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PA family looks back at Harvey, “God’s plan”

One year ago Shannon Sams-Green was standing in waist deep water reluctantly wrapping her 7-week-old son in trash bags and setting him in a floaty while tending to her two other children and two nephews.

And like the Biblical Moses being set adrift so was Sam’s baby only this wasn’t the Nile River, this was Tropical Storm Harvey.

Life has come full circle since that night in late August 2017 when, after enduring physical and emotional trials, she was forced out of her home by rising floodwaters in search for safety.

A photo of Port Arthur resident Shannon Sams’ kitchen during Harvey’s flooding.
Courtesy photo

Sams-Green, a teacher at Travis Elementary School, is originally from Port Arthur and moved to Houston as a child but Port Arthur was where she spent weekends and holidays. Later she moved to Baton Rouge where she lost everything in the 2016 flood.

“As we left there were cars floating on the service road,” Sams-Green said.

She moved back to Port Arthur and found a teaching job then a year later Harvey hit.

“We were literally flooded in two different directions, front and back. I had water to my waist. I had just had my son 7 weeks prior and was watching my nephews so it was me and five kids and our front yard looked like the Gulf of Mexico. I felt like we were in an aquarium inside looking out. We were in the house in water surrounding everything and the couches were floating.”

But Sams-Green was prepared for the storm; her car was packed and ready because she was going to go to Houston but canceled the plans because her oldest son, 15 at the time, was to start welding classes in high school. So instead of leaving she watched as Houston flooded from her TV while Port Arthur was being flooded.

“I literally sat there watching the news with my son and we look down and water is coming through the walls,” she said.

She knew she had to stay calm for the kids so she began moving stuff to higher ground, so to speak, and even blew up an air mattress on the dining room table. Noises outside that she thought were helicopters were actually rain and wind and by the time she decided she need to leave it was too late.

She called her brother but learned emergency workers were working a fire in the flood. The wait for rescue turned in to hours.

“I called 911 and they told me to put something in the window, hang something white outside. I said I can’t. They asked if I could get to the roof, I said no ma’am. Everything she suggested I couldn’t do,” she said.

One of the kids called to her that the bed was taking on water and she yelled back and told them not to get off the bed.

“No one came,” she said looking back. She expected maybe a helicopter, anything. So she made her way to the front door and placed a white towel. “I heard something moving in the house and I knew I was the only one moving in the house. There was a snake in my house. That’s what did it for me. I did the girl thing and screamed then crushed it in the eave of the door. That did it for me. I posted on Facebook (that I needed help).”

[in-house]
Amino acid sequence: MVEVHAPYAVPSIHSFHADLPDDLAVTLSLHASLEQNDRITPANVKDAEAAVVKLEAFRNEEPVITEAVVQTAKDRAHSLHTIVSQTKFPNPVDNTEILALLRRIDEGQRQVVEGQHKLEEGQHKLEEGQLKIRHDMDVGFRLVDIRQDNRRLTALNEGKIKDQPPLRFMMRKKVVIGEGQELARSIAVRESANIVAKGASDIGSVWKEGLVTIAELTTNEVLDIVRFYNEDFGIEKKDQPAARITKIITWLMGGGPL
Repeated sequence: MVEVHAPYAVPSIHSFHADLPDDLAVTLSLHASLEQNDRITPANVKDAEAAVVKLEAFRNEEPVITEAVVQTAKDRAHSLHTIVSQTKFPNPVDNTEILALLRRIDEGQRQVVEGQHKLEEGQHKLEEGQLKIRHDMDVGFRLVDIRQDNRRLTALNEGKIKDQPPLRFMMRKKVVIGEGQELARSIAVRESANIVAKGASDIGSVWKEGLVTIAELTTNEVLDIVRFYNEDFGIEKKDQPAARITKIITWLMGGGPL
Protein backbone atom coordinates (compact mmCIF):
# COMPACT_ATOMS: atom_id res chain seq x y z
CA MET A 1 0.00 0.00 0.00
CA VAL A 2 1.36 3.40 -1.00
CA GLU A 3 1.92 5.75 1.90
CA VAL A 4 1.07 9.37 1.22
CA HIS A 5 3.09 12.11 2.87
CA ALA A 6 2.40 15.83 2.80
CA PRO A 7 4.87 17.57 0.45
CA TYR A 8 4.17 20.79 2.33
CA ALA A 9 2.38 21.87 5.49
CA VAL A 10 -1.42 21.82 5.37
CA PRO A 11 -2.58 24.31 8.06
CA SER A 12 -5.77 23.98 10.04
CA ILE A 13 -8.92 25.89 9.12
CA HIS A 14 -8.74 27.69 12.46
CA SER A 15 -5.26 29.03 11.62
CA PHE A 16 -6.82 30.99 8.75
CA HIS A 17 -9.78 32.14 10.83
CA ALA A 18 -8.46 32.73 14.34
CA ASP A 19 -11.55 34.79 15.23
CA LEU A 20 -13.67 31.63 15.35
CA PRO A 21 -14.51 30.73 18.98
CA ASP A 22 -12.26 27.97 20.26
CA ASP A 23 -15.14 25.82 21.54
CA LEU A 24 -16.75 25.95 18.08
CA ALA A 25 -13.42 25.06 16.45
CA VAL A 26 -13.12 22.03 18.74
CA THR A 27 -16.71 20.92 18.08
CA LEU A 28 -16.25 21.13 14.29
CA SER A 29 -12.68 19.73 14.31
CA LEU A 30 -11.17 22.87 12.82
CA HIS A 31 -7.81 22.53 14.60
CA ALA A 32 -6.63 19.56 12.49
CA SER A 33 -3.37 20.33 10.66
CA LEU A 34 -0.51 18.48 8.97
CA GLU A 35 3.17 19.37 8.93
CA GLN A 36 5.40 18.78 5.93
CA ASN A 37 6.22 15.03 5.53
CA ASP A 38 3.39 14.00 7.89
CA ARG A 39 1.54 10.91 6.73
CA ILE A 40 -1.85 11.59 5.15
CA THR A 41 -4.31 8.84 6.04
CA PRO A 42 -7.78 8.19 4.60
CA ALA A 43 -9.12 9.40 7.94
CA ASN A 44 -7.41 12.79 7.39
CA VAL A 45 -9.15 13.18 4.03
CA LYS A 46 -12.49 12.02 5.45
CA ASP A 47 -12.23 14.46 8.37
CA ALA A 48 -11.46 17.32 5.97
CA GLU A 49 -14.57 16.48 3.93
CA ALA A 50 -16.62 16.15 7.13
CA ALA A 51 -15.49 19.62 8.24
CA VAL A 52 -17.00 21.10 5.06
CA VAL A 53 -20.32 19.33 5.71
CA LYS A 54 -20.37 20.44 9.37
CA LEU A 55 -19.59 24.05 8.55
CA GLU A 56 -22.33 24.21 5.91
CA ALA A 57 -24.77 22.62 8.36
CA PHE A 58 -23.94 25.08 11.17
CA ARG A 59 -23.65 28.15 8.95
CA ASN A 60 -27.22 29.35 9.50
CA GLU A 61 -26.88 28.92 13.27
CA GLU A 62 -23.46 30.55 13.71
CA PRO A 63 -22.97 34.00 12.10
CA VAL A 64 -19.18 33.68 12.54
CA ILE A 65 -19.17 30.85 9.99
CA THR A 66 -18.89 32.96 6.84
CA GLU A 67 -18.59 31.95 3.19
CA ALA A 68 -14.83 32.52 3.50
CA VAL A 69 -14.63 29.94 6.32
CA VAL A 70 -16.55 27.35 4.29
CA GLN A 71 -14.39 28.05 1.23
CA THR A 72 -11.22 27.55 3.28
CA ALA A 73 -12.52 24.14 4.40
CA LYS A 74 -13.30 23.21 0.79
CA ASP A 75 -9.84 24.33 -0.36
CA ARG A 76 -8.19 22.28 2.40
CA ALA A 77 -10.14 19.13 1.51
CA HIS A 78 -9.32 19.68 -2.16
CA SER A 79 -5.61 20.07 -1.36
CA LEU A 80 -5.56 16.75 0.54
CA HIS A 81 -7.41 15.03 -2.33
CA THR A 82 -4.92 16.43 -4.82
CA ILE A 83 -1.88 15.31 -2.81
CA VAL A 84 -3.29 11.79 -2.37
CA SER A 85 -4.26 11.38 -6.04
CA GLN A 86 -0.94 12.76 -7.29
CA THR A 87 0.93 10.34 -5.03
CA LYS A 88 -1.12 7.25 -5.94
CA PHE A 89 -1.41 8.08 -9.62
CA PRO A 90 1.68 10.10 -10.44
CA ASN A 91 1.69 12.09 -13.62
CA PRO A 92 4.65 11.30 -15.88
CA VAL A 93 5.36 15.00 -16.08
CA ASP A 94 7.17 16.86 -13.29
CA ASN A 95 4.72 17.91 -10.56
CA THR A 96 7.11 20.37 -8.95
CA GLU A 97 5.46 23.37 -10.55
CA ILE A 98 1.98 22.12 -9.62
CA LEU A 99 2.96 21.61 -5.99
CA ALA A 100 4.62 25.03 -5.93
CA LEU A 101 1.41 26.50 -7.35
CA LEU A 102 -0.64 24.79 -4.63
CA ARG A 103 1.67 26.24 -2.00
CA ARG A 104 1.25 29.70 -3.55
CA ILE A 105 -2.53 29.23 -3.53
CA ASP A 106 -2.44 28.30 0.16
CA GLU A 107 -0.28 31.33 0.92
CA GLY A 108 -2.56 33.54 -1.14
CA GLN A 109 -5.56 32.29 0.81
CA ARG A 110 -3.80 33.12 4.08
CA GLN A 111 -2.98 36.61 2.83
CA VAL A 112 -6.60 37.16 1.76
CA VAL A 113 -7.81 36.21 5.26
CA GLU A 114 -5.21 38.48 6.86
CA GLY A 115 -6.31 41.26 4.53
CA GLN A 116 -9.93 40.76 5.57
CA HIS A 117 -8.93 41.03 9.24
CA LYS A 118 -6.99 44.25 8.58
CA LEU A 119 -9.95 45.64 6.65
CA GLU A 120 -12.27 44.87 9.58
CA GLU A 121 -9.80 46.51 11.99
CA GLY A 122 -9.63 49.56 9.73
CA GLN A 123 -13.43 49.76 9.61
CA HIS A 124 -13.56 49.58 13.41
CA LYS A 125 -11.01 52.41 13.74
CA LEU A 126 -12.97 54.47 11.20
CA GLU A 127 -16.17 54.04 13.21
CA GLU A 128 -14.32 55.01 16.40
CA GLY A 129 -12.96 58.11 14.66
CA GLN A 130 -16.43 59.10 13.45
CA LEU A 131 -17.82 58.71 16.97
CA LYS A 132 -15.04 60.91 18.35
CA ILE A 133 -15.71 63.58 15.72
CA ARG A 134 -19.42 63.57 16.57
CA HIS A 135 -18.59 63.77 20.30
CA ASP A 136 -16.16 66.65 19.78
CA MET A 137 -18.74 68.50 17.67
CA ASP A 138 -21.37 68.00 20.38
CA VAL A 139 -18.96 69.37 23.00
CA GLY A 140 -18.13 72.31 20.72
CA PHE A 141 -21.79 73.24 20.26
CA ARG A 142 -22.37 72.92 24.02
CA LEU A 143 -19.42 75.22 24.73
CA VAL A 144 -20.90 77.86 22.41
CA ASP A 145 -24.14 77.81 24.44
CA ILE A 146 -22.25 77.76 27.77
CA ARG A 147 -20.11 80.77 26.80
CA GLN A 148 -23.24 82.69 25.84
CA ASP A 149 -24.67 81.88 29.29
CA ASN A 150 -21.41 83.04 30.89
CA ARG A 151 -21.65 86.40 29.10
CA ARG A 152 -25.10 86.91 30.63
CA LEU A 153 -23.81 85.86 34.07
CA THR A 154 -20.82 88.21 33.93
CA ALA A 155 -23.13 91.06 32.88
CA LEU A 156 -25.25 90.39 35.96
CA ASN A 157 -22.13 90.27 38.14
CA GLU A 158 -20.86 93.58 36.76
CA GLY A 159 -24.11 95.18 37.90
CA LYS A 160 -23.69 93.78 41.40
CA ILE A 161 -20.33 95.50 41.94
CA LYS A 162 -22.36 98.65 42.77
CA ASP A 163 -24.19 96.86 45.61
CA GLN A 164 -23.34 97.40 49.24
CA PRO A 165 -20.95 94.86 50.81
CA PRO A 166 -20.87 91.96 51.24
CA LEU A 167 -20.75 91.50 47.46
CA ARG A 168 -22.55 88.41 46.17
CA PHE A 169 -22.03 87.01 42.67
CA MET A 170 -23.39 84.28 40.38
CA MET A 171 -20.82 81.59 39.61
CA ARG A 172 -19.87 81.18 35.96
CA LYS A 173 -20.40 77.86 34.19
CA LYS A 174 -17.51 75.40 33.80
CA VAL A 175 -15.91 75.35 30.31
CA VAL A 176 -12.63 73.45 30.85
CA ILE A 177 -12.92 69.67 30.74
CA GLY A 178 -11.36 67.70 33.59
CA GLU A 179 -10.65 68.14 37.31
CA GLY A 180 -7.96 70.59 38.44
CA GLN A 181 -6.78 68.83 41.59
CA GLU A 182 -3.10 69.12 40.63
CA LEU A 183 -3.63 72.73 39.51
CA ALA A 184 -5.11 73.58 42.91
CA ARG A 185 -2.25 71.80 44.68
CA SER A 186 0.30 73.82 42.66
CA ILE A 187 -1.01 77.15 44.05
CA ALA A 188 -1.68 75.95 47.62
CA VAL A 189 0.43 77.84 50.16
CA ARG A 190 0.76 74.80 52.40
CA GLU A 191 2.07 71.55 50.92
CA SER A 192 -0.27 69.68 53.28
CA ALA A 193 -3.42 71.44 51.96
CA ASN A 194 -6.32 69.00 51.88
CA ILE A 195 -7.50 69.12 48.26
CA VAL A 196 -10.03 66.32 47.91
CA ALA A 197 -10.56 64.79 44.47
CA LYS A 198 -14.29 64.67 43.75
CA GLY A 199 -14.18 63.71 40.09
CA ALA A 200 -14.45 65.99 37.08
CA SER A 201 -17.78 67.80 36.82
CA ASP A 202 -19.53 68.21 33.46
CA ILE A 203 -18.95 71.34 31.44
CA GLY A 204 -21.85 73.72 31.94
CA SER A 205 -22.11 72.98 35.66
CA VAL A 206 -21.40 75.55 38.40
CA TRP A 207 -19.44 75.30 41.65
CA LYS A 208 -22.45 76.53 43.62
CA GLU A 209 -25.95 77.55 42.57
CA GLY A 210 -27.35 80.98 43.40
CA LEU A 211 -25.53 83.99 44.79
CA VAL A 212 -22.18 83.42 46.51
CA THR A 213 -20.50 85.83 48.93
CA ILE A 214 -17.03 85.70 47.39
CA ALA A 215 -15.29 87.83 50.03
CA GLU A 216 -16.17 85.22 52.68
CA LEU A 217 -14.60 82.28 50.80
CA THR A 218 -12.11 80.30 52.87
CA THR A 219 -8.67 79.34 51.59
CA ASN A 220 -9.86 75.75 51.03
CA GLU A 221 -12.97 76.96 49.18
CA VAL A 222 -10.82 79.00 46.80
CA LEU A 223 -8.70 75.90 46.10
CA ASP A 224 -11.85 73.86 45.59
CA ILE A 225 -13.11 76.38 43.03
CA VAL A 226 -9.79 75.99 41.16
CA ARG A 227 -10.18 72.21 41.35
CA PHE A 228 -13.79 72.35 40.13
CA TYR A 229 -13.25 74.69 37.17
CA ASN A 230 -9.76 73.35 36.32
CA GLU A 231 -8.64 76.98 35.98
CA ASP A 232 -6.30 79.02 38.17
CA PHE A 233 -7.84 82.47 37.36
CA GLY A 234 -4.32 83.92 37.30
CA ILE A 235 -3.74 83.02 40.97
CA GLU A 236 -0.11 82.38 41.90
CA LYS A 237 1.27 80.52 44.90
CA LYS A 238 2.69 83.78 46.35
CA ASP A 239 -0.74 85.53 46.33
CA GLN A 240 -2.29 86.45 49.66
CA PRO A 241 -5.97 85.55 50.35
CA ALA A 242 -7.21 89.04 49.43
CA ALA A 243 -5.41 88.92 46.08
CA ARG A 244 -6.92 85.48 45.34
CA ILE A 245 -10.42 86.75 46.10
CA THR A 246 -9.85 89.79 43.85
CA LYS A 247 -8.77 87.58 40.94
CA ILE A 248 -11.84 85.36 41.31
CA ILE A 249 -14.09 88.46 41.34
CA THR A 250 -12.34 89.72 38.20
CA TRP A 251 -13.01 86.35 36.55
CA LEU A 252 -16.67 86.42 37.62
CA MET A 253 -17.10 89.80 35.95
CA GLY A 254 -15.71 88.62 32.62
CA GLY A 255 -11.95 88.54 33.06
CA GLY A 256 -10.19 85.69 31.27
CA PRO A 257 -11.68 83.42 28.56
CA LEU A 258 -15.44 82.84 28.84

The post was made Aug. 30, 2017 and calls for rescue were unmet as the city went underwater.

Cleanup begins.
Courtesy photo

The rescue, and life after Harvey

A man with Gonzales Fire Department rescued the family in a boat and they eventually made it to Max Bowl, which was turned into a shelter.

Unlike the flood in Baton Rouge there was no place to stay immediately after Harvey so the family made it way to Houston.

“No hotels were available at all. I was commuting back and forth from Houston. I would wake up at 3 in the morning and be on the road by 5 and get here by 7:26 a.m. so my son wouldn’t miss his welding class,” she said. “Then turn around and go back after work because there was nothing I could do here.”

Shannon Sams-Green home was gutted after Harvey.
Courtesy photo

Eventually she found a hotel and called it home for six months until her home was repaired. But in those six months she wondered how long she could persevere, how long she could continue to wake up at 3 and go through the routine while dealing with a newborn and lack of sleep that comes with the territory.

Keidryn, left, Shannon Sams-Green, Keinnon, and KhiRynn, in a family photo taken in December 2017.
Courtesy photo

Children and positive outlook

“We flooded two times back to back and lost everything both times,” she said. “My children are able to keep me optimistic and depression didn’t come until later. It’s a constant mental and emotional battle but one thing stood out. My middle son was interviewed by the (TV) news at school and they asked him about Baton Rouge too. He said everything is bad now and things are questionable but he knows it’s all part of God’s plan and something bigger and better is yet to come. When I got down I thought of that.”

Her kids never complained not even when they had to get up at 3 a.m. They didn’t complain about what they lost or their situation. They put their faith in God.

“It was a blessing in disguise for me,” she said. “I just hope whoever goes through this can trust and stay encouraged and don’t give up, in the words of my son, it’s part of God’s plan. It happened that way for a reason. Don’t let it stop you. It’s not how many times you are kicked down but how many times you get back up.”